A bid to encourage older farmers to retire to make way for fresh blood in the industry has been revealed by the Government and farmers are urged to make sure they have their say.
The plans, which are now out for consultation for 12 weeks, would see a lump sum paid to farmers to allow them to leave.
The Government hopes that this will make way for new entrants into the industry and allow older farmers to ‘retire with dignity’.
Tenant Farmers Association national vice-chairman, Robert Martin, a dairy farmer from Dalston near Carlisle, said: “Whilst it is disappointing that DEFRA has reduced its aspiration for the lump sum scheme by focusing it only on retirement rather than reinvestment, the TFA still believes it could benefit a number within the farming industry.
“Owner occupiers approaching retirement without successors can take part in the scheme and retain ownership of their land but rent it out to new entrants and progressive farmers.
“Whilst DEFRA has set a minimum five-year minimum term on such leases, TFA would prefer the term to be 10 years.
“Tenants who can negotiate surrender deals with their landlords and those with succession tenancies with successors waiting in the wings, could also benefit from the scheme.”
The Government said: “A vibrant farming industry also needs to attract new talent and create more opportunities for new entrants and farmers wishing to expand their businesses.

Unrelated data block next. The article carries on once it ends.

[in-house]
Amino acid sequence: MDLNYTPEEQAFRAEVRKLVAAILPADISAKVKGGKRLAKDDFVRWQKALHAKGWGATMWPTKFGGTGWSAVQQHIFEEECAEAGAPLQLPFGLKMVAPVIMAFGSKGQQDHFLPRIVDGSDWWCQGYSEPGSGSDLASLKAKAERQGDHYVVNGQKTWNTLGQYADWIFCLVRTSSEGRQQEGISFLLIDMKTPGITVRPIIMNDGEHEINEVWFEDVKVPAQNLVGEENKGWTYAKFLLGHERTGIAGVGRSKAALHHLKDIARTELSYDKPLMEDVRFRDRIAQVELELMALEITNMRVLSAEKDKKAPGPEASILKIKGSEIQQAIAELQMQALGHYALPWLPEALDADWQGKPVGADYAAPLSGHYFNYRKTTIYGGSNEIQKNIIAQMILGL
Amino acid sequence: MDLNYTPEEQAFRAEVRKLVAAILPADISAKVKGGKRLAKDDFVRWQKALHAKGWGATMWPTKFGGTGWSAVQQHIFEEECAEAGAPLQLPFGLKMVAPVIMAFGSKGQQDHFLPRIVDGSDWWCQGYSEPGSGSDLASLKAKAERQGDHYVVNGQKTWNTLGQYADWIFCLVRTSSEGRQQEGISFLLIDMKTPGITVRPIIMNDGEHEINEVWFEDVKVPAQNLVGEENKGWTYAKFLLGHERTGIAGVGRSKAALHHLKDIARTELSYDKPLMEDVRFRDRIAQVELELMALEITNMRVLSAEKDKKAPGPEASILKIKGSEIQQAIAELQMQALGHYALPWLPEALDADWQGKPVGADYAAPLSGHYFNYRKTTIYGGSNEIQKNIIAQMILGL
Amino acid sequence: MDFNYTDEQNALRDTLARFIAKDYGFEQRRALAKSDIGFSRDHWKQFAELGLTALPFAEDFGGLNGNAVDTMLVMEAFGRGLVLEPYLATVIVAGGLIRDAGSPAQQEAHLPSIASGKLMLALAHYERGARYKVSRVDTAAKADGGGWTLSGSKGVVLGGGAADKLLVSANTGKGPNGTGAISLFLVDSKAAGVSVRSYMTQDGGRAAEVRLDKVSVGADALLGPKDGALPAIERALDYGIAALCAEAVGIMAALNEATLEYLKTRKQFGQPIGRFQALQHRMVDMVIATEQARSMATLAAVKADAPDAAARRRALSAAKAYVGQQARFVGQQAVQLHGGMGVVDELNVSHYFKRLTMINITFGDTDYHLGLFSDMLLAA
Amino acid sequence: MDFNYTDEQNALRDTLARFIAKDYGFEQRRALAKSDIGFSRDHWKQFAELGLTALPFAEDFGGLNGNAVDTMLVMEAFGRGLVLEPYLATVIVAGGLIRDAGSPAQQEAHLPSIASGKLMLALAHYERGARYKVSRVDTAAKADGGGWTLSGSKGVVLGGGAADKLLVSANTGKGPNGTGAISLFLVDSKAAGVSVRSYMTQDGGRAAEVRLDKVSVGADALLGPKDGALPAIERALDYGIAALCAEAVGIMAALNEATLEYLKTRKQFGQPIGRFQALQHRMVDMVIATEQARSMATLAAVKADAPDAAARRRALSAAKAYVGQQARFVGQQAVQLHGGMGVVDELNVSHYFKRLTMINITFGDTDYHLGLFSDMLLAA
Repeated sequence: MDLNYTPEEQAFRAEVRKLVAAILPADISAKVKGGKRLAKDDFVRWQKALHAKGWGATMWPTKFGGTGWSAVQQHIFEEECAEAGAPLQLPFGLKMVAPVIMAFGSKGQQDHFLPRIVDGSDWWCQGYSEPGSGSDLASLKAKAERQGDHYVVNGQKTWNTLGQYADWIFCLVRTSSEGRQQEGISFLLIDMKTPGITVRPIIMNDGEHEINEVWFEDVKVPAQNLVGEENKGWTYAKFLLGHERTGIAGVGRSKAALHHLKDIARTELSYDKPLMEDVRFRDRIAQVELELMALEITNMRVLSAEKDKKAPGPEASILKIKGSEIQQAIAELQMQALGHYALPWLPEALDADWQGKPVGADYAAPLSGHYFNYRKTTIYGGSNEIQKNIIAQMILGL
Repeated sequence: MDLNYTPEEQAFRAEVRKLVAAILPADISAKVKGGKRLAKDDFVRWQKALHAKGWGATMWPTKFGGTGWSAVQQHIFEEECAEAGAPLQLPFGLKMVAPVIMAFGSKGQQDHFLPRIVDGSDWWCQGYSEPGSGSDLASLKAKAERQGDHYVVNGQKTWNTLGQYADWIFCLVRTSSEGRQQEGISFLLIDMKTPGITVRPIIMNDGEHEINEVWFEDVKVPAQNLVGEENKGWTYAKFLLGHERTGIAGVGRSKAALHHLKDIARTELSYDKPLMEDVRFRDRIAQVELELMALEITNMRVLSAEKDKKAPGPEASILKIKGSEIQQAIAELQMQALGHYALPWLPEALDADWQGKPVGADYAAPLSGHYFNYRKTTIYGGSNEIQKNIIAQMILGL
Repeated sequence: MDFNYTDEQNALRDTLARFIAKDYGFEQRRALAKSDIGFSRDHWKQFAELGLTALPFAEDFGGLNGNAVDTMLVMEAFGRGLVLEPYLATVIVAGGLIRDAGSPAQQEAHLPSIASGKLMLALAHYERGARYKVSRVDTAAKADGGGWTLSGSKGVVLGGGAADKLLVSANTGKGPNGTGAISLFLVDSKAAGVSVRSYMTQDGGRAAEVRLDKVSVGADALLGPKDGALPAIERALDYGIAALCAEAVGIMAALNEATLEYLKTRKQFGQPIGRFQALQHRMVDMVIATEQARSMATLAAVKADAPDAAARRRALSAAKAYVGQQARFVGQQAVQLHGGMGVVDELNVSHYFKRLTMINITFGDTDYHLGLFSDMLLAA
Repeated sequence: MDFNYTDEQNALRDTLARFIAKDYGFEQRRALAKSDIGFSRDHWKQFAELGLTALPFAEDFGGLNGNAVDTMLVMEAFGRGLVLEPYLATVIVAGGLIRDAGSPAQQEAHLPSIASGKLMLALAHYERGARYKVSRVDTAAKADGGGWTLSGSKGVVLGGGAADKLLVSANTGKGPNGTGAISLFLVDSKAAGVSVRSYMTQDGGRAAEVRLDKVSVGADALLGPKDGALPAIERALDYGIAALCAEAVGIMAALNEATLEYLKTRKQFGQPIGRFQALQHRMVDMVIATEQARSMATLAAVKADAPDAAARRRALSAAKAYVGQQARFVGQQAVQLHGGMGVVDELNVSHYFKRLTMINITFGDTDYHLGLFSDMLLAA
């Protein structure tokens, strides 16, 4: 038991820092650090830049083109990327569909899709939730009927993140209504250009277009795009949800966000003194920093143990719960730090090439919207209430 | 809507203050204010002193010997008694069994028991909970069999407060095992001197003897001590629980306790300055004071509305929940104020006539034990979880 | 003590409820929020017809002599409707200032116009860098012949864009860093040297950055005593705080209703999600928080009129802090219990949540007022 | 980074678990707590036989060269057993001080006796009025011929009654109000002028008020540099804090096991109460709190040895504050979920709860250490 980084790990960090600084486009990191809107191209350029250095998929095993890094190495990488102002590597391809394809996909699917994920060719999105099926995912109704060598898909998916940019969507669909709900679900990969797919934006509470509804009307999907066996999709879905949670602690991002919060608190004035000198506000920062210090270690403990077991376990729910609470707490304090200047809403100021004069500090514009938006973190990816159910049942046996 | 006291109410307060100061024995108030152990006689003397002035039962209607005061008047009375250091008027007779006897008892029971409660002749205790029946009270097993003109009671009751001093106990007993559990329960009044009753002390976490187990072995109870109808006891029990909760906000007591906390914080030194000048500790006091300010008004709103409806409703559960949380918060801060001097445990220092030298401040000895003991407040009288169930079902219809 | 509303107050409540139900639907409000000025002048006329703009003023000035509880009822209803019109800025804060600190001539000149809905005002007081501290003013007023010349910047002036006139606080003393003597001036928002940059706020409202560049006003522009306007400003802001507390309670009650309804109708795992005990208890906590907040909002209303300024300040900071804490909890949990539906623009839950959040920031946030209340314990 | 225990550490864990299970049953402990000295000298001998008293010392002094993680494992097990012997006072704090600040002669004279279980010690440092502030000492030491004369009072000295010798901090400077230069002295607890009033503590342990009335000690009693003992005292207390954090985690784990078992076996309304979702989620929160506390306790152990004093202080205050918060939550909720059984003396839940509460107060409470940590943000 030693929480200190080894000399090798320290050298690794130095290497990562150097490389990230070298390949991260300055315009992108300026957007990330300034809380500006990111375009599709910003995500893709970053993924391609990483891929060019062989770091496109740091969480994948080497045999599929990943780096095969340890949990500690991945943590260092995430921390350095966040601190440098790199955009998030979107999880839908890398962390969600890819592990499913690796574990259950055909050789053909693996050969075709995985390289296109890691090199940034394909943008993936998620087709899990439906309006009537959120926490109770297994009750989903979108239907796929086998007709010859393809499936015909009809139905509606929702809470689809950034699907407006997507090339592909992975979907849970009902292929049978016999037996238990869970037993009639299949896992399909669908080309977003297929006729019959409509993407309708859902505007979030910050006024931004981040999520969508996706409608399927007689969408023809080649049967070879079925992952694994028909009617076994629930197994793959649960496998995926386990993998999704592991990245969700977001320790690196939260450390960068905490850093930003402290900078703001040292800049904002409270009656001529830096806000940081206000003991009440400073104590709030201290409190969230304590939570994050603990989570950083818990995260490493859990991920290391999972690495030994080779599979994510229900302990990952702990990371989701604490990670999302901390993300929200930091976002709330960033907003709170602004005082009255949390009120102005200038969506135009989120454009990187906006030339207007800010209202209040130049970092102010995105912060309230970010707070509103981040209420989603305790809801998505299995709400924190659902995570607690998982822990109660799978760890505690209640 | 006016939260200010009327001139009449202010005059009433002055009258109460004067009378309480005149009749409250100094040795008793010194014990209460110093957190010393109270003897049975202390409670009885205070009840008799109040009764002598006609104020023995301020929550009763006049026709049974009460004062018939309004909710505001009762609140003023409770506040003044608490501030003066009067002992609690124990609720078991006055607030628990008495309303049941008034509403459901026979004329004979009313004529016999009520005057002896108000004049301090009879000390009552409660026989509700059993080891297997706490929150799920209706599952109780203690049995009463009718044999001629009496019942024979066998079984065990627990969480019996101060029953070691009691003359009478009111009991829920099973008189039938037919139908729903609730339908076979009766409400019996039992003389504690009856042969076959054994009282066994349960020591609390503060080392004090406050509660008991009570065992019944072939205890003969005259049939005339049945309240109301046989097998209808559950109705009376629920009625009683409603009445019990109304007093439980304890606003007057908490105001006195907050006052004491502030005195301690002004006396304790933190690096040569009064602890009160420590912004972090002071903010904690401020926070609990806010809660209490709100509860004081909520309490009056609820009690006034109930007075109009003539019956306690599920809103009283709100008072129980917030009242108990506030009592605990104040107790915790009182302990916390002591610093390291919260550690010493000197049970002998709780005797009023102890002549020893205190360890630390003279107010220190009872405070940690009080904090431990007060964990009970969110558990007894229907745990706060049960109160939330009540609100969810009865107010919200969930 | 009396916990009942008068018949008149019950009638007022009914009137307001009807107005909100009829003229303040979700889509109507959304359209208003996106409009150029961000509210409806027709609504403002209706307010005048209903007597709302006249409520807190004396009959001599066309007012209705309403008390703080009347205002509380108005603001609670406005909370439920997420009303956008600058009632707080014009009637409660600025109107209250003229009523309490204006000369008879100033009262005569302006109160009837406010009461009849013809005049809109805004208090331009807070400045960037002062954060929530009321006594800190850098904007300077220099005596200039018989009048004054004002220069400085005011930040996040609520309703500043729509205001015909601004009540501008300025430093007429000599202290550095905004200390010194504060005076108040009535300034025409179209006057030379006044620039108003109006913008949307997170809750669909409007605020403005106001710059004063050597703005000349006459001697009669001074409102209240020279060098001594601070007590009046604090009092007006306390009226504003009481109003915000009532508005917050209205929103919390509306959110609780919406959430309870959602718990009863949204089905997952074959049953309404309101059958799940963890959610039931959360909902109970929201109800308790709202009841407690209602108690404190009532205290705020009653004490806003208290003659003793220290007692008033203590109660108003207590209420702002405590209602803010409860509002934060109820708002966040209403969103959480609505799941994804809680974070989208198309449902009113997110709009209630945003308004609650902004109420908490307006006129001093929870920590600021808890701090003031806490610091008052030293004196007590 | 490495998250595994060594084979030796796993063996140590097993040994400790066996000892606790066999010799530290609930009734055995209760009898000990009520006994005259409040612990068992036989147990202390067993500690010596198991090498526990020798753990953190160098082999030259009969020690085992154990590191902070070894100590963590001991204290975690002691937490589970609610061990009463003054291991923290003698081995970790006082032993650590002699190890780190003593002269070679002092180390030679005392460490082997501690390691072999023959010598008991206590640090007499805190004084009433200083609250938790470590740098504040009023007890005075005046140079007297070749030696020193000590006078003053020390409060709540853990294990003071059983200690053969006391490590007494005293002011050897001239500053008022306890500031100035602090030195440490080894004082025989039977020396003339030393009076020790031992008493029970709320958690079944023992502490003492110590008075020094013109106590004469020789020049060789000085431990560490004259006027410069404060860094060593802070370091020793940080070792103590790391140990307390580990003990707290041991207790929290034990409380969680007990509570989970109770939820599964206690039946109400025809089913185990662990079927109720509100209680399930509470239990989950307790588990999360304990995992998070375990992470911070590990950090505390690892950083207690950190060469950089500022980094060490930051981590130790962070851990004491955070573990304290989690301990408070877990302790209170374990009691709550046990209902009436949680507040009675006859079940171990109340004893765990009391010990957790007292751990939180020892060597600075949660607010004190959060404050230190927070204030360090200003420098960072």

“The Government is working together with industry leaders, local councils, land owners and new entrants to co-design a scheme to create real opportunities for new farming businesses.
“The new scheme will be available to support new entrants from 2022.
“Recommendations for the design of the scheme will be shared later in the year.”
Environment Secretary George Eustice said: “We need to address the twin challenges of helping new entrants fulfil their dream and gain access to land, while also helping an older generation retire with dignity.
“Our exit scheme will offer farmers who want to exit the industry all of the area payments they would likely have received until the end of the transition period in a single lump sum.
“It gives them a real incentive to confront what can often be a difficult decision and will help them clear bills and settle debts.”
Rob Hitch, a partner with accountants Dodd & Co, Penrith, said: “One good things is that this is something that’s been asked for, but the detail will be the issue.
“We know there’s a cut-off for payments at the top, but will there be one at the bottom end?
“Most farmers would probably get around £50,000, but would that be enough to get them to retire? How will the payments be taxed?
“It might well be attractive to a lot of smaller farmers in this area, but until there’s more information we won’t know.”
NFU Cumbria county chairman Ian Bowness said: “The NFU wants to see a domestic agricultural policy that allows farm businesses to thrive, rewarding them for both the safe, traceable and affordable food they produce for the nation and their extensive work caring for the countryside.
“As our agricultural support is overhauled, farm businesses across the country will be making life-changing decisions about the future of their farm or tenancy.